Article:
I thought, then, how is this possible in America? How come nobody complaints? How come regulators are not after these practices? I slowly realized that this relates to representation and eventually politics. Regulators are obviously pulled by opposing forces, including the outcry of duped customers and the silent workings of telecom deep pockets.


With the revolution of technologies underlying the telecom industry of course the pricing structures and the entire business model had to be changed. This, to the most part, greatly limited to nearly eliminated the above practices. Not because of a step-up in regulation alertness or enforcement, but simply because nobody has a large land-line bill anymore that includes "long distance" or even less so international call charges, nowadays in the age of Skype and Google Voice, and of course increasing numbers of cell phones where flat-rate all-North America calling plans are more the norm than the rarity.

However, as seen in the linked article, telecoms, still not fearing from customer and regulatory ire, pursue those low practices even today. I find it particularly arrogant now, when they should be really making good with their customers in the middle of the telecom revolution.

Particularly arrogant is for Verizon to say they are refunding customers now (those who have been complaining and ignored for years), because they care so much. Bullshit. The only reason they refund anybody is because they are being forced to do so by the F.C.C. and had such pushing not existed, they would just continue ignoring these complaints ever as arrogantly and in an in-your-face manner as they have so far.

Then the question becomes whether the FCC should penalize Verizon Wireless, beyond just having them refund what they stole. The fact that this is even a question to anyone is frustrating. When you go rob a bank, pocket $1 million, and you get caught, do you walk away free as long as you return the money? Of course not. You will be thrown in jail even if you pay back more than what you stole. That's a great part of what keeps people from stealing. If you don't face such penalties, you will just keep trying again. Who knows, perhaps next time you will be luckier and will get away with it. And hey, the worst case scenario is that you just have to return the money and wait until your next try.

Not only should they be penalized, but I would urge the FCC to create a highly deterrent example. To the point where telecom companies introduce so efficient protections against "erroneous" overcharging that they rather err on the side of their customers than the other way around. Of course that would very likely eat into their profits and with that their lobbying and other influencing powers, which of course would close the loop.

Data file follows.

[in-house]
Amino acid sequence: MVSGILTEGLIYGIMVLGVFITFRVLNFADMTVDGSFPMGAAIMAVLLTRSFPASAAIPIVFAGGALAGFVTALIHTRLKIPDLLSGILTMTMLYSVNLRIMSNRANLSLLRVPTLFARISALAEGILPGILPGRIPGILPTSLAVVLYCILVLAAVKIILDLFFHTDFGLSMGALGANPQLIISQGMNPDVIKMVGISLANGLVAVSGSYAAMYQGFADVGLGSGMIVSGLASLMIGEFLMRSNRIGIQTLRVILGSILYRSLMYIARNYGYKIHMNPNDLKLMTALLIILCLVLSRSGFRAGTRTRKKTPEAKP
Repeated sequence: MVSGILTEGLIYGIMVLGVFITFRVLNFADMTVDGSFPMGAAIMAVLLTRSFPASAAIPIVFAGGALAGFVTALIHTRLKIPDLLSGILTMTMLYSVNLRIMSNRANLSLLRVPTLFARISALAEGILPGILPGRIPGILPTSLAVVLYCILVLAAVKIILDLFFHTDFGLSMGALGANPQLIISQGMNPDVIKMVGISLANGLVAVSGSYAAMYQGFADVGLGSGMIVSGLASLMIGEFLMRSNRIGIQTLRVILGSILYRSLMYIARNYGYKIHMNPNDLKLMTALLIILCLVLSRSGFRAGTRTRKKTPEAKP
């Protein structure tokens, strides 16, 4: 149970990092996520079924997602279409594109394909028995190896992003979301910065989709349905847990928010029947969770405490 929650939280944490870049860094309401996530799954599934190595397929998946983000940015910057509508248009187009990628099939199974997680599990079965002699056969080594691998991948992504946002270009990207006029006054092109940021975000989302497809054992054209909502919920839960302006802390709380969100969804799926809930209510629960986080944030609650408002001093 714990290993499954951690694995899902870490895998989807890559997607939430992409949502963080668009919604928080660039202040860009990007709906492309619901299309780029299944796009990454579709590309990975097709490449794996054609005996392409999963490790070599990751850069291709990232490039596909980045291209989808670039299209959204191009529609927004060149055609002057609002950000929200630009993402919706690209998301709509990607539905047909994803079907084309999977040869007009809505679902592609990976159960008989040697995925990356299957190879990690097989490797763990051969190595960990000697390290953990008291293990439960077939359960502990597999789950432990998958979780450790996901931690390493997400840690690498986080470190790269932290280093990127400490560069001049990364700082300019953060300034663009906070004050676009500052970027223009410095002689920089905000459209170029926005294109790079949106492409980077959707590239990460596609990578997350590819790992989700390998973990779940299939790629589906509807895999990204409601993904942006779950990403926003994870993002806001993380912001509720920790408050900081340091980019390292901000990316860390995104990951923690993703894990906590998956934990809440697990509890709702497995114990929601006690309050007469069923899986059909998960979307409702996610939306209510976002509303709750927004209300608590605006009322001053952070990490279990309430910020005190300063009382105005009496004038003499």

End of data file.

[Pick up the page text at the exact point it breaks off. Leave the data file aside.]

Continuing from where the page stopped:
As we are transitioning into a new, digital, internet based era of communications, which mostly relies on cell phones and computers, before telecoms can develop a new model of criminally overcharging their customers, it is particularly important to make a strong precedent and make it clear that consumers are strongly protected against crimes, because in the end they (consumers) are the ones who drive the economy and should be ultimately protected.

Android versus iOS: Pay Attention to the Context

Recently, I posted this comment on a friend's FB page where this popular question came up. I thought my blog readers may be interested in the pros and cons as well...

This is applicable to somebody who so far has not invested in either and is about to make a choice. Watching Hulu and using flash, as well as good and reliable high speed data coverage were among the factors that were relevant to this friend.

I think if you add everything up (including coverage, flexibility, options, freedom, costs, future) the only reason you would want the iOS at this time is if you are already "hooked" on the iPhone "universe", i.e. its feel and unique integration of hardware, OS, and software.

If you are not addicted to iPhone already, it may be a more rational choice to go with Verizon (superior/dependable coverage) and android (you may want to wait for the Droid Pro, in a couple of months, which will have BOTH a CDMA and GSM radio). But it mostly depends on your needs and personality, which are of course individual so there is no universal good choice or bad choice.

First, data speed. Regarding speed, AT&T has the edge over Verizon. On the other hand, Verizon has the edge in coverage and reliability, both for voice and data (to me voice actually is a big issue, for why I went to Verizon in the first place).